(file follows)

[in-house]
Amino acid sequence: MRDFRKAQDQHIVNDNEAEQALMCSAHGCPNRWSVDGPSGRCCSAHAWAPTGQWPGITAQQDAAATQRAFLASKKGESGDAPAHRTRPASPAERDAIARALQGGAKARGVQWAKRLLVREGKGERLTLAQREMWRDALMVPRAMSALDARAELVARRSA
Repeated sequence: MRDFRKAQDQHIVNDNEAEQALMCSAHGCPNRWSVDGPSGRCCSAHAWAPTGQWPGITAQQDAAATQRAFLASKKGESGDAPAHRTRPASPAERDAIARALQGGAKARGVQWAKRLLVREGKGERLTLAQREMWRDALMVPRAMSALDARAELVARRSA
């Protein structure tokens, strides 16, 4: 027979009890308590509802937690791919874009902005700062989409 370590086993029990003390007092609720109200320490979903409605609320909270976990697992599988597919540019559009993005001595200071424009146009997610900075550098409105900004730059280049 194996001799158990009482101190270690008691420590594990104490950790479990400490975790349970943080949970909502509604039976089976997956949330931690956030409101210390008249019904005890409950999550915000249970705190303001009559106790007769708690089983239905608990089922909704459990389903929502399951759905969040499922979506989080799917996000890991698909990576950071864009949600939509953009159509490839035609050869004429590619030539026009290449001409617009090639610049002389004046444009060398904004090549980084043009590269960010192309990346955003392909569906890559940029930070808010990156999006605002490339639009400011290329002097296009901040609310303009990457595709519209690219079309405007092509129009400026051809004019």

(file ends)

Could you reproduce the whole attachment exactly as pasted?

[in-house]
Amino acid sequence: MRDFRKAQDQHIVNDNEAEQALMCSAHGCPNRWSVDGPSGRCCSAHAWAPTGQWPGITAQQDAAATQRAFLASKKGESGDAPAHRTRPASPAERDAIARALQGGAKARGVQWAKRLLVREGKGERLTLAQREMWRDALMVPRAMSALDARAELVARRSA
Repeated sequence: MRDFRKAQDQHIVNDNEAEQALMCSAHGCPNRWSVDGPSGRCCSAHAWAPTGQWPGITAQQDAAATQRAFLASKKGESGDAPAHRTRPASPAERDAIARALQGGAKARGVQWAKRLLVREGKGERLTLAQREMWRDALMVPRAMSALDARAELVARRSA
């Protein structure tokens, strides 16, 4: 027979009890308590509802937690791919874009902005700062989409 370590086993029990003390007092609720109200320490979903409605609320909270976990697992599988597919540019559009993005001595200071424009146009997610900075550098409105900004730059280049 194996001799158990009482101190270690008691420590594990104490950790479990400490975790349970943080949970909502509604039976089976997956949330931690956030409101210390008249019904005890409950999550915000249970705190303001009559106790007769708690089983239905608990089922909704459990389903929502399951759905969040499922979506989080799917996000890991698909990576950071864009949600939509953009159509490839035609050869004429590619030539026009290449001409617009090639610049002389004046444009060398904004090549980084043009590269960010192309990346955003392909569906890559940029930070808010990156999006605002490339639009400011290329002097296009901040609310303009990457595709519209690219079309405007092509129009400026051809004019």